INTRODUCING THE FRESHWATER EXPLORER: A NATIONAL VIEW OF BACKGROUND AND MEASURED CONDUCTIVITY The Freshwater Explorer is an interactive map interface that allows users to compare predicted natural background with measured ambient stream conductivity. It allows users to visualize the relative freshness of streams across the contiguous United States or within a network of streams. The potential impact of salinization of streams can be explored by the relative difference between measured ambient stream conductivity and predicted natural background or predicted biological effect thresholds. The Freshwater Explorer is built upon two models: a Natural Background Model that estimates natural background conductivity from empirical geology, soil, climate and other data and a Background-to-Criterion model that estimates a conductivity level leading to 5% loss of aquatic life. The ambient measured data were extracted from the EPA Water Quality Portal (WQP). This platform is particularly useful for spatially characterizing freshwater and considering potential sources and solutions to mitigate salinization of freshwater.

Christopher Wharton (Co-Presenter/Co-Author), TetraTech, Inc., Christopher.Wharton@tetratech.com;


Isabella Bertani (Co-Presenter/Co-Author), University of Michigan, isabella.bertani@tetratech.com;


John Olson (Co-Presenter/Co-Author), School of Natural Sciences, California State University Monterey Bay, CA, USA, joolson@csumb.edu;


Susan Cormier (Primary Presenter/Author), U.S. Environmental Protection Agency, cormier.susan@fuse.net;


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10:00 - 10:15: / 151 ABC STREAM MESOCOSM SALT ECOTOXICOLOGY STUDIES HELP INFORM AQUATIC LIFE CRITERIA

5/23/2019  |   10:00 - 10:15   |  151 ABC

STREAM MESOCOSM SALT ECOTOXICOLOGY STUDIES HELP INFORM AQUATIC LIFE CRITERIA Studies were undertaken to examine how different recipes of excess major ions (Na, Ca, Mg, SO4, HCO3, Cl) affect single-species toxicity and whole-community stream mesocosm responses. Using dose-response designs, effective concentrations (EC) for single species, community-level, and functional variables were modeled and ranked. Hazard concentrations (HCs) were then compared among different dosing recipes and field data. The performance of different measures for assessing the relative toxicity among recipes was also evaluated. For instance, the HCs for specific conductance from EC50-based response sensitivity distributions significantly differed between a recipe simulating oil and gas produced waters (HC5=792 µS/cm (685–933, 95% CI)) and one simulating leachate from surface coal mining (HC5=434 µS/cm (338–584, 95% CI)). Evaluating these different sensitivities within the context of a proposed TDS limit of 500 mg/l for NPDES permits applicable to Central Appalachian dischargers and a field-based conductivity benchmark (ca. 300 µS/cm) for the same region is relevant to the derivation and application of aquatic life criteria. Potentially important ambiguity in the way different measures of excess ionic content characterize relative toxicity also needs consideration.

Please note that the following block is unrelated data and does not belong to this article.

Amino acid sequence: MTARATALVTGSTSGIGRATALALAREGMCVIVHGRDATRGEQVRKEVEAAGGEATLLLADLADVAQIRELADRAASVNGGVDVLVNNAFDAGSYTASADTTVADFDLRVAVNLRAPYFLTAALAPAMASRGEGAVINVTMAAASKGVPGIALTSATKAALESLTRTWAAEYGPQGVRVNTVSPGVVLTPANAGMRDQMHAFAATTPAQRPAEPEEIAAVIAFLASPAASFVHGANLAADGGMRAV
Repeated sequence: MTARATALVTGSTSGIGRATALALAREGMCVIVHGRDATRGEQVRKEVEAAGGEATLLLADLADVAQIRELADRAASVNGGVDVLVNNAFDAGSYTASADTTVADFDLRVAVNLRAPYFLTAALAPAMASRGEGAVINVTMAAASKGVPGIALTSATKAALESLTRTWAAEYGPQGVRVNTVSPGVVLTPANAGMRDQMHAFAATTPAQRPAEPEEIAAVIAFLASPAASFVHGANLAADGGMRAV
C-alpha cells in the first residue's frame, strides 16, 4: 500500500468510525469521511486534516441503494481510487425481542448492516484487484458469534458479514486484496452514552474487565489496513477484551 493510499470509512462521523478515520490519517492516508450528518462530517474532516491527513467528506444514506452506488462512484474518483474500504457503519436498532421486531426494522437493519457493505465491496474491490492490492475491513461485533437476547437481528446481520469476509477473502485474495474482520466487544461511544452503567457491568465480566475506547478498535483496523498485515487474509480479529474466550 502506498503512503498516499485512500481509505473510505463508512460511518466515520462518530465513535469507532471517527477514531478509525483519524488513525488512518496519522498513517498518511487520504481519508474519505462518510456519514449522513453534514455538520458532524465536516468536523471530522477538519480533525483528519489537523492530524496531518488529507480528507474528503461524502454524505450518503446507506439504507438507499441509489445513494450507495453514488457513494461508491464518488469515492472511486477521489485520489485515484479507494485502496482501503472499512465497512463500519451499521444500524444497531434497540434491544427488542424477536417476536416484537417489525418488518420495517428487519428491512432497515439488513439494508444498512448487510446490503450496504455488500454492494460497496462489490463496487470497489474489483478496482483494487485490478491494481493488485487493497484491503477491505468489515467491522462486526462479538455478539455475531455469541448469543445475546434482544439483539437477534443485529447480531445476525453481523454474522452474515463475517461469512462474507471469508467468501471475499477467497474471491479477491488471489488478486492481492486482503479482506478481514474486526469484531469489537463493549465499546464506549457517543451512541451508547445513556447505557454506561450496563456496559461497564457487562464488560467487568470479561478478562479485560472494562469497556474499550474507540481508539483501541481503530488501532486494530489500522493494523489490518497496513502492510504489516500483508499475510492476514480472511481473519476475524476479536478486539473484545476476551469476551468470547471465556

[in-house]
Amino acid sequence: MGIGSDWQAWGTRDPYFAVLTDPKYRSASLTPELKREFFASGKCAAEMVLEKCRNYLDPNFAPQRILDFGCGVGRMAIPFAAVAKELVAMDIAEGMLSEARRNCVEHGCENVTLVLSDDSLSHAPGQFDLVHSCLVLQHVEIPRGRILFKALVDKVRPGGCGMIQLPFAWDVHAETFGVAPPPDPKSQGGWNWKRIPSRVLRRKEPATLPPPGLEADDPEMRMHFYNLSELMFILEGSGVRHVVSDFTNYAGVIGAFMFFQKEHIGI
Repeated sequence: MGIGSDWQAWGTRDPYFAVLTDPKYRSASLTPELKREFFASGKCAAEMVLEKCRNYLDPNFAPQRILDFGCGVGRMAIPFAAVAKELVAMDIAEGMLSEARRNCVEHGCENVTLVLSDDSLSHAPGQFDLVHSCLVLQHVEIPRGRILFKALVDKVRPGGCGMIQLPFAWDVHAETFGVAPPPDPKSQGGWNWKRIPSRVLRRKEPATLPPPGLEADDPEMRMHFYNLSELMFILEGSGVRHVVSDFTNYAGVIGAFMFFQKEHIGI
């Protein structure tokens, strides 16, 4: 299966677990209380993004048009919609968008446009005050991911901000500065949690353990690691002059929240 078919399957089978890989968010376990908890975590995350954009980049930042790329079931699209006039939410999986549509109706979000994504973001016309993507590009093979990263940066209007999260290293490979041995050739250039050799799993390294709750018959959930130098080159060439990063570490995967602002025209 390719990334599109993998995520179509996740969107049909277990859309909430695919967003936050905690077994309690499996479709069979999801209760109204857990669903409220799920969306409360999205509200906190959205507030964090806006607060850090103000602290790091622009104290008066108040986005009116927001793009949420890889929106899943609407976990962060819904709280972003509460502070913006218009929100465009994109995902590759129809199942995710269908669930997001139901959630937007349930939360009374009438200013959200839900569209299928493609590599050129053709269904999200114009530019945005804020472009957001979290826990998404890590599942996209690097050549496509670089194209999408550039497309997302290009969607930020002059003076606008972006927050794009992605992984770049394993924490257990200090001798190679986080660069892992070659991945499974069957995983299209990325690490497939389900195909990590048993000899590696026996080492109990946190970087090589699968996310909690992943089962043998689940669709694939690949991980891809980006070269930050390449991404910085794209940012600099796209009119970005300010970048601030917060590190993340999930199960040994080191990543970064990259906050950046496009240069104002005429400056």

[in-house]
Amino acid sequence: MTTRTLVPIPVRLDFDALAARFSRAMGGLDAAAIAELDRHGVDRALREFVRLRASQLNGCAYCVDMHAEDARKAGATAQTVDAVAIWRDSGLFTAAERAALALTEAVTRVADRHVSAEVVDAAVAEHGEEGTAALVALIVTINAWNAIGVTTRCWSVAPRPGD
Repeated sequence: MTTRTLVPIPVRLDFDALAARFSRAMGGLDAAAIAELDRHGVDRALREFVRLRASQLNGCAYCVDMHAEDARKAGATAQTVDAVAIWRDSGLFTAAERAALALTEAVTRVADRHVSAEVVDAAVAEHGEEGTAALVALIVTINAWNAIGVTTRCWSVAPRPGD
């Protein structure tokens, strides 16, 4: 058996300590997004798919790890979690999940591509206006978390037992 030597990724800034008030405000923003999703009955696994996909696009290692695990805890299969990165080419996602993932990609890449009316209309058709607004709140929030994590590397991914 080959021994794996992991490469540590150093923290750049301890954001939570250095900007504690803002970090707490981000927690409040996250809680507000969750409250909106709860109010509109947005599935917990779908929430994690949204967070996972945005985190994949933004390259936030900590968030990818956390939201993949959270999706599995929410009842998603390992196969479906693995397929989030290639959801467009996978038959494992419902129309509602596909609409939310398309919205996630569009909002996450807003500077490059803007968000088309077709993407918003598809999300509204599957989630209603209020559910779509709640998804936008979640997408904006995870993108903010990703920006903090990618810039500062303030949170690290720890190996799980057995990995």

Christopher Nietch (Primary Presenter/Author), U.S. Environmental Protection Agency, nietch.christopher@epa.gov;


Jim Lazorchak (Co-Presenter/Co-Author), United States Environmental Protection Agency, lazorchak.jim@epa.gov;


Nathan Smucker (Co-Presenter/Co-Author), U.S. Environmental Protection Agency, smucker.nathan@epa.gov;


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10:15 - 10:30: / 151 ABC A TRANSDISCIPLINARY RESEARCH APPROACH FOR THE MANAGEMENT OF A DRY, SALINIZED RIVER-BASIN IN MOROCCO

5/23/2019  |   10:15 - 10:30   |  151 ABC

A TRANSDISCIPLINARY RESEARCH APPROACH FOR THE MANAGEMENT OF A DRY, SALINIZED RIVER-BASIN IN MOROCCO The Draa river catchment in southern Morocco is one of the driest river basins in the world and supports the life of unique biodiversity and the livelihood of approximately 1 million inhabitants. The construction of Mansour Eddahbi dam for water storage has substantially altered flow regime and land-use practices in the catchment. These are now leading to soil and water salinization, which can negatively affect biodiversity and ecosystem services. The 5-year project SALIDRAAjuj uses a transdisciplinary research approach, where stakeholders work from the beginning with freshwater ecologists and social scientists to find solutions for a sustainable transformation of this socio-ecological system. The project concept that uses the ecosystem service approach as central element to allow for close integration of different sciences as well as research and society, will be presented and difficulties, especially regarding linkages between changes in ecosystem processes and ecosystem service delivery will be discussed.

Oliver Frör (Co-Presenter/Co-Author), University of Koblenz-Landau, froer@uni-landau.de;


Mohamed Naimi (Co-Presenter/Co-Author), Sultan Moulay Slimane University, naimi.mhd@gmail.com;


Mohamed Ghamizi (Co-Presenter/Co-Author), Natural History Museum, Marrakesh, mohamed.ghamizi@gmail.com;


Ralf Schäfer (Co-Presenter/Co-Author), University of Koblenz-Landau, Institute for Environmental Sciences, schaefer-ralf@uni-landau.de;


Mohammed Znari (Co-Presenter/Co-Author), Cadi Ayyad University, Marrakesh, znarim@gmail.com;


Janpeter Schilling (Co-Presenter/Co-Author), University of Koblenz-Landau, schilling@uni-landau.de;


Elisabeth Berger (Primary Presenter/Author), University of Koblenz-Landau, berger@uni-landau.de;